Love is Love: Celebrating Pride at Home

Pride celebrations are different this year, but its spirit is even more relevant and important.

Pride was born out of protest 50 years ago, from communities saying enough was enough.

Activists and allies paved the way so that today, we – at least in our part of the world – can love who we want to love, marry, have families, be ourselves freely.

The past few weeks have seen global protests in support of Black Lives Matter. It has also seen aggressive counter protests.

We are headed towards another boiling point and hopefully positive lasting change and good will prevail from this necessary tension.

The photo above was from our first Pride weekend with T, who had only come into our lives for a month.

We were walking around Church Street after brunch with friends and met up with a friend’s family at a Family Pride event.

Looking at this photo, parenting seemed so much simpler when we could tie T to a stroller and shove a soother in his mouth.

We painted this rainbow on our window in the early days of lockdown to spread cheer to our neighbours. It is still up for this year’s Pride Month celebrations.

I came out when I was 14 years old in Grade 9. It was both a scary and an exhilarating moment.

It took me three weeks to build up the courage to say the three words, “I am gay” to the first person I told. Then each successive outing became easier. Also, the trick is to tell someone with a big mouth and they’ll help do the job for you.

Looking back, it is so silly that people even have to come out about who they are inside.

But that’s the sad reality, especially in parts of the world where you can be punished or even killed for being gay.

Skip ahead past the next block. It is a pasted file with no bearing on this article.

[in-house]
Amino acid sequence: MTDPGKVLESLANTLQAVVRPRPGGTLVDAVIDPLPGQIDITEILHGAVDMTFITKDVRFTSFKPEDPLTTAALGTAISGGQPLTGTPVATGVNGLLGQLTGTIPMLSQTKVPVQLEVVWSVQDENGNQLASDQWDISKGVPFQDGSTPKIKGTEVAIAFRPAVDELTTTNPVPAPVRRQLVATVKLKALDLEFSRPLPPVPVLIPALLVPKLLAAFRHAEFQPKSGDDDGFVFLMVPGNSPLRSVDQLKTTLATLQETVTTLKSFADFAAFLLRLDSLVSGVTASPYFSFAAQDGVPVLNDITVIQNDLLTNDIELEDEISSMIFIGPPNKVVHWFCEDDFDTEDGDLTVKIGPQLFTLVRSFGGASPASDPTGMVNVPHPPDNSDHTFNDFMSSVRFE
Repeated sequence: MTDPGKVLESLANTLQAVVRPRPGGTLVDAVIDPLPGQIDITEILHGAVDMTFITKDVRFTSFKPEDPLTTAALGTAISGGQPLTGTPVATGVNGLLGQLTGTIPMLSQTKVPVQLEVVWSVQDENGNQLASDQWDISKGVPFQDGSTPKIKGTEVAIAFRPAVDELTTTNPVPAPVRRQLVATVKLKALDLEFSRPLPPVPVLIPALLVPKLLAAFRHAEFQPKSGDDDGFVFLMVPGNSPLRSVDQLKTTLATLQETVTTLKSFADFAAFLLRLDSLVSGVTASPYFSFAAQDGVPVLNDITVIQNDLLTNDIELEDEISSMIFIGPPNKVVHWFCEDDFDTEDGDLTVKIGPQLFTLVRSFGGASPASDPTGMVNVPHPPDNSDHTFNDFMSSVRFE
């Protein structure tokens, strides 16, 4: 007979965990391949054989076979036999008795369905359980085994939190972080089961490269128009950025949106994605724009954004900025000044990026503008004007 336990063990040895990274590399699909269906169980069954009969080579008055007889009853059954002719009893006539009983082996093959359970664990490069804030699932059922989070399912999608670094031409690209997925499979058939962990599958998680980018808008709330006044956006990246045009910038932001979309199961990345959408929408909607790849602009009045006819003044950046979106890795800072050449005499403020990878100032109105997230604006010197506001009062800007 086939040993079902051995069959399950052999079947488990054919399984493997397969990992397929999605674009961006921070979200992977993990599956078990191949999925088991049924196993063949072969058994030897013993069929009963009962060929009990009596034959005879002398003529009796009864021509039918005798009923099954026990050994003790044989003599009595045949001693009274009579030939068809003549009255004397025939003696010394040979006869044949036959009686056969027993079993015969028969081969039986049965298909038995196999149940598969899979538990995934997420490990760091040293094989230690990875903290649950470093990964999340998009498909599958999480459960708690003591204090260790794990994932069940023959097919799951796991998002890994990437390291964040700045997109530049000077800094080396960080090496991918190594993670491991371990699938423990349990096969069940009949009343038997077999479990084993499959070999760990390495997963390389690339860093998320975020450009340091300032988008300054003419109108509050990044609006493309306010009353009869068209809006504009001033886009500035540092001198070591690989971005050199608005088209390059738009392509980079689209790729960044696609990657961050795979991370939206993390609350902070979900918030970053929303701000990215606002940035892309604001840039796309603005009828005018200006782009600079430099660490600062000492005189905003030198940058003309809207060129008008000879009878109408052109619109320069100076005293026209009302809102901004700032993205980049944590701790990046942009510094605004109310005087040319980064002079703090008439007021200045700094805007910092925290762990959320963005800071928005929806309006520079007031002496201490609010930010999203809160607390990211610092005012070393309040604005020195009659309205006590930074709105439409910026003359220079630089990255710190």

As a teen, I never imagined I’d grow up one day being married and having my own family.

I am able to do so because there were people before me who helped pave the way.

Every year, I work with colleagues to organize a contingent to march in our city’s Pride parade, which is attended by over a million people.

It is both a celebration and a reminder to do our part to keep the fight alive and to never be complacent or take things for granted.

I have yet to take T marching with us. I know he will find the crowds and loud music overwhelming.

But I know he feels proud of and loved by his Papa and Daddy. I love how he reaches to hold both our hands when we walk down the street. I am so grateful for these moments.

And we will continue to teach him to love and respect himself and others and to stand up and speak up for those who are unable to do so yet.

That to me is what Pride is all about. Not just in June but every day of the year.

Happy Pride weekend to you all!

A Father’s Day homemade art gift from 2017 the hubby created with our footprints, a few days before Pride celebrations. It hangs on my office wall.

7 thoughts on “Love is Love: Celebrating Pride at Home

    1. Thanks Robyn! And same to yours. I have to say, maybe it’s a sign of me getting older, but it’s kinda relaxing not being out on a Saturday night for Pride weekend and just chilling at home instead!

      Liked by 1 person

    1. Thank you Diane! The Art was a nice surprise for me and it cheers me up. I’ve been working at home in lockdown and can’t wait to see it again one day soon. 🙂

      Liked by 1 person

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